January 19, 2009, marks the 200th anniversary of the birth of Edgar Allan Poe, one of America’s most celebrated authors, poets, essayists, and editors. I’m lucky enough to be in Richmond, Virginia, today — which, along with Baltimore, serves as Poe Central — and while I’m here for my daughter’s volleyball tournament, I’m hoping our schedule will allow a bit of time for us to catch some of the Poe celebration and a trip to the Poe Museum. (And if you happen to be in the area and are looking for things to do, the State of Virginia has a special website commemorating all things Poe. Or, at least, All Things Poe in Virginia.)
While I’m not what you’d call a Poe Scholar, I’m a huge Poe Fan. His short story “The Black Cat” was the first Poe story I ever read — I think I was 12 — and it scared the daylights out of me. With its unstable narrator — who gouges out the cat’s eye with a pen-knife, then later hangs it from a tree — images of a hanged cat etched into the plaster in the remains of the narrator’s burnt house, and the narrator suddenly burying an axe in his wife’s skull, there’s enough going on to keep you huddled under the covers for weeks. But then add to that Poe’s punchline, the last line of the story — “I had walled the monster up within the tomb!” — and . . . well, it’s a moment in American literature that leaves you feeling deliciously cold, as if you’ve just swallowed an entire Slurpee in one gulp. The brain freeze is totally worth it.
One of the great thrills of Washington Irving was writing those moments when the ambitious and somewhat crafty Edgar Allan Poe entered Irving’s story. Sure it’s non-fiction — but just as fiction writers love to play with great characters, so, too, do we Nonfictionalists. And really, you’d be hard pressed to find a more compelling real-life character to write than Poe.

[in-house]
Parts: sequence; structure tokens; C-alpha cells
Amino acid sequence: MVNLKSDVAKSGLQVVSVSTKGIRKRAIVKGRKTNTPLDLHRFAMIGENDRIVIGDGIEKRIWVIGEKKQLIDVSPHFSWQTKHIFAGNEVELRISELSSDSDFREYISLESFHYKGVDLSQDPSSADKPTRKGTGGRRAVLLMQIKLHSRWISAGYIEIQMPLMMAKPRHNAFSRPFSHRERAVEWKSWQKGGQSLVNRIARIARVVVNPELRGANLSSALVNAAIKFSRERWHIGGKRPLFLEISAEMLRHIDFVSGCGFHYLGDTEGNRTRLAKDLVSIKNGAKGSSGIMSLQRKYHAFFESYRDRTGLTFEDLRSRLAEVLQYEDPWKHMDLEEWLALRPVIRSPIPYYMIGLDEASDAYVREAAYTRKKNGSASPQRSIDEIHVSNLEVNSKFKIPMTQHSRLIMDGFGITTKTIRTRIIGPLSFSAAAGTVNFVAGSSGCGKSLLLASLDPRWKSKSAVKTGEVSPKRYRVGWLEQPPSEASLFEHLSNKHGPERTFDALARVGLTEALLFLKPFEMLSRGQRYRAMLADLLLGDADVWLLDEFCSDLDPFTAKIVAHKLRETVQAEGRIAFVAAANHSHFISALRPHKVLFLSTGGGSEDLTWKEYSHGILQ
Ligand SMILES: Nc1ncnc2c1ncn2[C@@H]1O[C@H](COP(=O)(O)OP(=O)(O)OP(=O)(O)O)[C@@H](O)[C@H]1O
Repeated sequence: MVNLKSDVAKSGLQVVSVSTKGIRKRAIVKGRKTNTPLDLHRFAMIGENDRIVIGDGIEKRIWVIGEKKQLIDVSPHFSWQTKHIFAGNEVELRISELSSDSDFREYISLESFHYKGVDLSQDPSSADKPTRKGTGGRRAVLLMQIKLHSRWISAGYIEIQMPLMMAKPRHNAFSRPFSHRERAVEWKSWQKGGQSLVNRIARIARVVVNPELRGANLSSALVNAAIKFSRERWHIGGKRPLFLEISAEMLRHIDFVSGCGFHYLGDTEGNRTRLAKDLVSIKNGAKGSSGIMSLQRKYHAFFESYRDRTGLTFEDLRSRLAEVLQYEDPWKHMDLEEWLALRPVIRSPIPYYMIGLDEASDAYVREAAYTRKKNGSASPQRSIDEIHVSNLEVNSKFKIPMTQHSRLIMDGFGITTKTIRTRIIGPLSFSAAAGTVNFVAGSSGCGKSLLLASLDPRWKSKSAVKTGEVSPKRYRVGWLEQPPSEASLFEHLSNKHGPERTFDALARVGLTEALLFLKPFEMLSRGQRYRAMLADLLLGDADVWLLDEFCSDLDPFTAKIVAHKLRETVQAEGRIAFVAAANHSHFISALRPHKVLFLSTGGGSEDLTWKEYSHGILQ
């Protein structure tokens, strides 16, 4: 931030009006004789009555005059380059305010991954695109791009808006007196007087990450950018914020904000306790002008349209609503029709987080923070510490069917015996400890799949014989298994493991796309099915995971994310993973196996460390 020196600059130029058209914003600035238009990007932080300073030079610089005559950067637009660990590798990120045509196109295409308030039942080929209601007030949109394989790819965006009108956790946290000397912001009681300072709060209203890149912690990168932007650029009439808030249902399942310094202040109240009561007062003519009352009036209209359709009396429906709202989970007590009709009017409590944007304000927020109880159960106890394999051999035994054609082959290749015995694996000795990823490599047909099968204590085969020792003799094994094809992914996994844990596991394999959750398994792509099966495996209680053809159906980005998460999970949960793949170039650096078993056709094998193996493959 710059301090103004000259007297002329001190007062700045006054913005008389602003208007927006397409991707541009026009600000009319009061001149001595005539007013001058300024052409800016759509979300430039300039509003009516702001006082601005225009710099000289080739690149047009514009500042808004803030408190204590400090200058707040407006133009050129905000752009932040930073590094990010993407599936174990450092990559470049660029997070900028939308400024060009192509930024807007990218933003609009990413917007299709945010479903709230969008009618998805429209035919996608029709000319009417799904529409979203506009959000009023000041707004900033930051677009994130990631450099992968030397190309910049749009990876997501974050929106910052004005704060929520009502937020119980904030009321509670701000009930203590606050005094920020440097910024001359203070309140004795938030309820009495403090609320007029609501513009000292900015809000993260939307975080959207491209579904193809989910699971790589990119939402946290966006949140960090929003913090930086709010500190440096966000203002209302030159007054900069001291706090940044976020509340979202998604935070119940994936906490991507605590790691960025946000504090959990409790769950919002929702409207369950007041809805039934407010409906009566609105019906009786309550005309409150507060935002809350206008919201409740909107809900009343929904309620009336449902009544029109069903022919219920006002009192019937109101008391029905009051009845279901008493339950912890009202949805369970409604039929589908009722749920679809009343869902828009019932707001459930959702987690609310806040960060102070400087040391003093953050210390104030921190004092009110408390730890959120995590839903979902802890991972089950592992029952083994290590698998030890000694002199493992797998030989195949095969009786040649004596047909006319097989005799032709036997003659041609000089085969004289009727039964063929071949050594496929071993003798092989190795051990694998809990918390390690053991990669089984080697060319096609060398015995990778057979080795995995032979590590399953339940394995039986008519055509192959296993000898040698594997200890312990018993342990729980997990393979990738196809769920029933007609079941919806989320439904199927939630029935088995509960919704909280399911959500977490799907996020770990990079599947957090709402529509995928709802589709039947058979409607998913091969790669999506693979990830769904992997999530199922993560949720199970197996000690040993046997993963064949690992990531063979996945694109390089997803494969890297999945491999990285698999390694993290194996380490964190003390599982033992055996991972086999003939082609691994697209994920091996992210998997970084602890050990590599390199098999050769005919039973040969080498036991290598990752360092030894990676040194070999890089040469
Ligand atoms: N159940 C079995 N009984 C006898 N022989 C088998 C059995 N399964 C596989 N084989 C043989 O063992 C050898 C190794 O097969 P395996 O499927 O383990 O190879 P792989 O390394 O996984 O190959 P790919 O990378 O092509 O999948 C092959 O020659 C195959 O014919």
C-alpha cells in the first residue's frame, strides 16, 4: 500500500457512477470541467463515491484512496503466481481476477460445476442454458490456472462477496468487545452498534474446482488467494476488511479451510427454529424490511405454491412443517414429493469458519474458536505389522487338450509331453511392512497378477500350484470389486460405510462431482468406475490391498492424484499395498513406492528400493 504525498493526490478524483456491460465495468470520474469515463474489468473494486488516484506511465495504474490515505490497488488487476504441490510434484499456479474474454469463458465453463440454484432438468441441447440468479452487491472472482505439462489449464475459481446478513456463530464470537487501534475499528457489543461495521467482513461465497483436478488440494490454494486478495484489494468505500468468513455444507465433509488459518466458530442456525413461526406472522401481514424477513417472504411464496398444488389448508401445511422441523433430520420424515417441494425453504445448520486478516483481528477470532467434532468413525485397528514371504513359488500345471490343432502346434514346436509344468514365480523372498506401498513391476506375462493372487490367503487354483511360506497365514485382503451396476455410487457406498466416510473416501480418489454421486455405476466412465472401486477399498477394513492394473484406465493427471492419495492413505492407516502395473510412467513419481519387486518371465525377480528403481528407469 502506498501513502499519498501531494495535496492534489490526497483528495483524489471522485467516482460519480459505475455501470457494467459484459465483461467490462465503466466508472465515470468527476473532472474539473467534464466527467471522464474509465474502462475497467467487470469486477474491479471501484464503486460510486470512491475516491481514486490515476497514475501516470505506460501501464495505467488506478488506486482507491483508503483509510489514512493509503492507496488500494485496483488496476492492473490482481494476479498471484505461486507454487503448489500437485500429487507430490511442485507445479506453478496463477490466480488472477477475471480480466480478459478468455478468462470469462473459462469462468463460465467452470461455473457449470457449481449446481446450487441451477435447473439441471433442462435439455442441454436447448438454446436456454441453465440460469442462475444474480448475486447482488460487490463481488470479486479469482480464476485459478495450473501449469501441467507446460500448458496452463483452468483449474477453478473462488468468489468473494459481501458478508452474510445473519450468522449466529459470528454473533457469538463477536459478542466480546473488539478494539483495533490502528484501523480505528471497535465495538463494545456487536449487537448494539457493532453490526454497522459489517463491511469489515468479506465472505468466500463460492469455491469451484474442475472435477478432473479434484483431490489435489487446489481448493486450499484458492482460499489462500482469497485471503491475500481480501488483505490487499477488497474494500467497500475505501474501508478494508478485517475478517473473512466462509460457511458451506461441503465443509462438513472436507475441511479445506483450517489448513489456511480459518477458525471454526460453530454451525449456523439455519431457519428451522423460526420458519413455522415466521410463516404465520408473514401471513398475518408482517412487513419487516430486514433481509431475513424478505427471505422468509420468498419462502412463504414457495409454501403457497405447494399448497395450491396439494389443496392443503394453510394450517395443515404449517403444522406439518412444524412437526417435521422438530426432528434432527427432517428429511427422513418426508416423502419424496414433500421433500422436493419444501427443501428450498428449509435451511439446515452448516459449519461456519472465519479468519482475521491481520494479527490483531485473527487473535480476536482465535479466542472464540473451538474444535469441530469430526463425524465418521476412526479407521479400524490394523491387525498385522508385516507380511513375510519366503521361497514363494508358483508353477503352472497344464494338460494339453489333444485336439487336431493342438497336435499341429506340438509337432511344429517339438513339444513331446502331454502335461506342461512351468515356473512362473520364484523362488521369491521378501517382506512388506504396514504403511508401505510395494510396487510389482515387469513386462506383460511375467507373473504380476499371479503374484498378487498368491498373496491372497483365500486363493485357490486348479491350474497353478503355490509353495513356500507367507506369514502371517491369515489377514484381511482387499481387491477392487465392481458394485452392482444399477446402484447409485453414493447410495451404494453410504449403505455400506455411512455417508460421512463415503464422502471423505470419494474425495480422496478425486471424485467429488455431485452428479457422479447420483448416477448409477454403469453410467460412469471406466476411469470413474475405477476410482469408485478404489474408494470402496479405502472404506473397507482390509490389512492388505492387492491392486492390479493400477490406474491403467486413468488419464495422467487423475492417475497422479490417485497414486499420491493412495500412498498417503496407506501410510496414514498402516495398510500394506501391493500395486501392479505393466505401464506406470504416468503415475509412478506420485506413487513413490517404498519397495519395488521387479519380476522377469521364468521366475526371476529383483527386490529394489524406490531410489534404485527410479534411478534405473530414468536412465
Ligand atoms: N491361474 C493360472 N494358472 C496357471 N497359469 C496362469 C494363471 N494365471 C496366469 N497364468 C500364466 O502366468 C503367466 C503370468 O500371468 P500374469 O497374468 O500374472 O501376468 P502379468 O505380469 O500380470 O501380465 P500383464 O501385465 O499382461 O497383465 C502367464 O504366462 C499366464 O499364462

Irving had actually met Poe in London in 1819, when the ten-year-old Poe was travelling in Europe with his foster father, John Allan, and Irving — basking in the early glow of the success of The Sketch Book but hungry for the company of fellow Americans — dined with Allan and his ward at the York Chop House.
Poe remained an admirer of Irving’s writings — at least for a while — and as a writer for the Southern Literary Messenger, inked one of the many glowing reviews of Irving’s 1835 work, The Crayon Miscellany. As an up-and-coming new writer, Poe was also shrewd enough to recognize that Irving’s endorsement of his work would give him credibility with editors and reviewers, many of whom were baffled by Poe’s markedly dark voice and tone.
In October 1839, Poe — behind flattering cover letters — sent Irving copies of two of his latest stories, “The Fall of the House of Usher” and “William Wilson,” hoping for a kind word — a usable “cover blurb,” to put it in today’s terms. Though the tone and content of both stories wasn’t really Irving’s cup of tea, he nonetheless read both tales, and wrote Poe with his comments.
Of the two stories, Irving preferred “William Wilson.” “It is managed in a highly picturesque Style and the Singular and Mysterious interest is well sustained throughout,” he told Poe. “Usher,” however, he thought was a bit of a mess. It might be improved, he told Poe, “by relieving the style from some of the epithets.”
Not exactly a ringing endorsement, but it was enough for the shrewd Poe. “I am sure you will be pleased to hear that Washington Irving has addressed me 2 letters, abounding in high passages of compliment in regard to my Tales—passages which he desires me to make public—if I think benefit may be derived,” Poe wrote to one colleague. “Irving’s name,” he continued, in tones suitable for a Marvel Comics Super Villain, “will afford me a complete triumph over those little critics who would endeavor to put me down by raising hue and cry of exaggeration in style, of Germanism & such twaddle.”
Clearly Poe was not above publicly exploiting Irving’s reputation to further his own career. Privately, though, Poe considered Irving “overrated” and argued that much of his reputation was based solely on the fact that Irving was the first American writer to earn international fame and praise. “A nice distinction might be drawn,” Poe wrote, “between [Irving’s] just and surreptitious and adventitious reputation—between what is due to the pioneer solely, and what to the writer.”
Take a moment today to celebrate the life of America’s first, and still favorite, dark and crafty genius. Despite everything, Washington Irving wouldn’t mind a bit.